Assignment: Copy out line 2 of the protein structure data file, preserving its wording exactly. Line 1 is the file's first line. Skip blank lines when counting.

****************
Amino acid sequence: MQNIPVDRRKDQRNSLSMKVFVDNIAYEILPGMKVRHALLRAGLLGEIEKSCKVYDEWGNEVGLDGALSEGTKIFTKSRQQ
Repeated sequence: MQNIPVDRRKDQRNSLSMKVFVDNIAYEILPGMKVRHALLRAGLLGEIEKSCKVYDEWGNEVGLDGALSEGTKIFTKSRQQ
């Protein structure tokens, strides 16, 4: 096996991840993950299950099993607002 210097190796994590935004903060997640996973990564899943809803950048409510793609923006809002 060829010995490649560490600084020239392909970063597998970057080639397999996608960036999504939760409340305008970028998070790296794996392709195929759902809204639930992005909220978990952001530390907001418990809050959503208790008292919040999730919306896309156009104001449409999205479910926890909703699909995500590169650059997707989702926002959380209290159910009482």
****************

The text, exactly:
Repeated sequence: MQNIPVDRRKDQRNSLSMKVFVDNIAYEILPGMKVRHALLRAGLLGEIEKSCKVYDEWGNEVGLDGALSEGTKIFTKSRQQ